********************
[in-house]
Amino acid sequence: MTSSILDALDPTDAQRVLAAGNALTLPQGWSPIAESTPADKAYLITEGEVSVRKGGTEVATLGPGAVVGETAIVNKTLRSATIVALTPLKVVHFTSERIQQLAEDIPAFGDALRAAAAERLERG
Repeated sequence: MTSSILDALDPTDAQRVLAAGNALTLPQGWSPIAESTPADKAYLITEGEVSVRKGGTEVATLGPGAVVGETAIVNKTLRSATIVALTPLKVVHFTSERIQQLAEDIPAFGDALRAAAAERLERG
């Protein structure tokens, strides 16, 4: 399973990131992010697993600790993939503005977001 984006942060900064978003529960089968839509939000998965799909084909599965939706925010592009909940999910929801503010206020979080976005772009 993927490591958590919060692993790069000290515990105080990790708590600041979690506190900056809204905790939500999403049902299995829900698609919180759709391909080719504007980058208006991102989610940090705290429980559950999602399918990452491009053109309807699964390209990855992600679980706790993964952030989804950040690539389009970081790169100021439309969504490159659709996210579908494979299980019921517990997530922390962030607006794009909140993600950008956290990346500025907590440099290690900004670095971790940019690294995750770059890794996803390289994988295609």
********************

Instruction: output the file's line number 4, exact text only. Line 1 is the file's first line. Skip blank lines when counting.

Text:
């Protein structure tokens, strides 16, 4: 399973990131992010697993600790993939503005977001 984006942060900064978003529960089968839509939000998965799909084909599965939706925010592009909940999910929801503010206020979080976005772009 993927490591958590919060692993790069000290515990105080990790708590600041979690506190900056809204905790939500999403049902299995829900698609919180759709391909080719504007980058208006991102989610940090705290429980559950999602399918990452491009053109309807699964390209990855992600679980706790993964952030989804950040690539389009970081790169100021439309969504490159659709996210579908494979299980019921517990997530922390962030607006794009909140993600950008956290990346500025907590440099290690900004670095971790940019690294995750770059890794996803390289994988295609």